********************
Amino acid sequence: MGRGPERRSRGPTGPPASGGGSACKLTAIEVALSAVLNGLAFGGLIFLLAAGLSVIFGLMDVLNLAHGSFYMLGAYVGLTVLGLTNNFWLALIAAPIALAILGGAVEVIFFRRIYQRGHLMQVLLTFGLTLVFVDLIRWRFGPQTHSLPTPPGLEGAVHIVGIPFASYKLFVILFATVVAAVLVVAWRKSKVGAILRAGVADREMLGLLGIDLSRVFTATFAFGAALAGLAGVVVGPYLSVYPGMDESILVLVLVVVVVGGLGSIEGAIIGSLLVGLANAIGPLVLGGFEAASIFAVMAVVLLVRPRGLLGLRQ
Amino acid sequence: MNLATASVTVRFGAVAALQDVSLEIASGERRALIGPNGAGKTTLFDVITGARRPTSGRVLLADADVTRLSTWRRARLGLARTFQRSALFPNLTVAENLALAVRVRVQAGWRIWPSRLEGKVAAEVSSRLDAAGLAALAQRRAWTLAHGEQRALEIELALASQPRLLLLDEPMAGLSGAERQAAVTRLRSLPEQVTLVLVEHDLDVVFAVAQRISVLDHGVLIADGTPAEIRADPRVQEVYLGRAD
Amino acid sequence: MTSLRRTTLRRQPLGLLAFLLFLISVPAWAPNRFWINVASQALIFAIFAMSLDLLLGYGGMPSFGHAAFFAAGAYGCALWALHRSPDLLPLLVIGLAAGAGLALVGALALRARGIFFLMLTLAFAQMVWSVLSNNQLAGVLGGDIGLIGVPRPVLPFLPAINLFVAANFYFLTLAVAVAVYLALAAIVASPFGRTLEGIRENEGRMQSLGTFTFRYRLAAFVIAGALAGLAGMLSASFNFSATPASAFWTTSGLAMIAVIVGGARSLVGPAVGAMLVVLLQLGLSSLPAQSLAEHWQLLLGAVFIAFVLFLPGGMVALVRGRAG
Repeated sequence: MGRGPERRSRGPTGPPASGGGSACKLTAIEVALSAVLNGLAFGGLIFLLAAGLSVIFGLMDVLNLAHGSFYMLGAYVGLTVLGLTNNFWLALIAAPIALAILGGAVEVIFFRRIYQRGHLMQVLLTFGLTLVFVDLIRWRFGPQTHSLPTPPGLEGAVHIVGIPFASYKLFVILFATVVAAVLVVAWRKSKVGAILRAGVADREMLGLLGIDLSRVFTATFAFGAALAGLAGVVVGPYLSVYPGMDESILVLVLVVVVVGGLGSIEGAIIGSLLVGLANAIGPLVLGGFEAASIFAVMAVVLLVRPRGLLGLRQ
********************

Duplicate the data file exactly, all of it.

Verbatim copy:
Amino acid sequence: MGRGPERRSRGPTGPPASGGGSACKLTAIEVALSAVLNGLAFGGLIFLLAAGLSVIFGLMDVLNLAHGSFYMLGAYVGLTVLGLTNNFWLALIAAPIALAILGGAVEVIFFRRIYQRGHLMQVLLTFGLTLVFVDLIRWRFGPQTHSLPTPPGLEGAVHIVGIPFASYKLFVILFATVVAAVLVVAWRKSKVGAILRAGVADREMLGLLGIDLSRVFTATFAFGAALAGLAGVVVGPYLSVYPGMDESILVLVLVVVVVGGLGSIEGAIIGSLLVGLANAIGPLVLGGFEAASIFAVMAVVLLVRPRGLLGLRQ
Amino acid sequence: MNLATASVTVRFGAVAALQDVSLEIASGERRALIGPNGAGKTTLFDVITGARRPTSGRVLLADADVTRLSTWRRARLGLARTFQRSALFPNLTVAENLALAVRVRVQAGWRIWPSRLEGKVAAEVSSRLDAAGLAALAQRRAWTLAHGEQRALEIELALASQPRLLLLDEPMAGLSGAERQAAVTRLRSLPEQVTLVLVEHDLDVVFAVAQRISVLDHGVLIADGTPAEIRADPRVQEVYLGRAD
Amino acid sequence: MTSLRRTTLRRQPLGLLAFLLFLISVPAWAPNRFWINVASQALIFAIFAMSLDLLLGYGGMPSFGHAAFFAAGAYGCALWALHRSPDLLPLLVIGLAAGAGLALVGALALRARGIFFLMLTLAFAQMVWSVLSNNQLAGVLGGDIGLIGVPRPVLPFLPAINLFVAANFYFLTLAVAVAVYLALAAIVASPFGRTLEGIRENEGRMQSLGTFTFRYRLAAFVIAGALAGLAGMLSASFNFSATPASAFWTTSGLAMIAVIVGGARSLVGPAVGAMLVVLLQLGLSSLPAQSLAEHWQLLLGAVFIAFVLFLPGGMVALVRGRAG
Repeated sequence: MGRGPERRSRGPTGPPASGGGSACKLTAIEVALSAVLNGLAFGGLIFLLAAGLSVIFGLMDVLNLAHGSFYMLGAYVGLTVLGLTNNFWLALIAAPIALAILGGAVEVIFFRRIYQRGHLMQVLLTFGLTLVFVDLIRWRFGPQTHSLPTPPGLEGAVHIVGIPFASYKLFVILFATVVAAVLVVAWRKSKVGAILRAGVADREMLGLLGIDLSRVFTATFAFGAALAGLAGVVVGPYLSVYPGMDESILVLVLVVVVVGGLGSIEGAIIGSLLVGLANAIGPLVLGGFEAASIFAVMAVVLLVRPRGLLGLRQ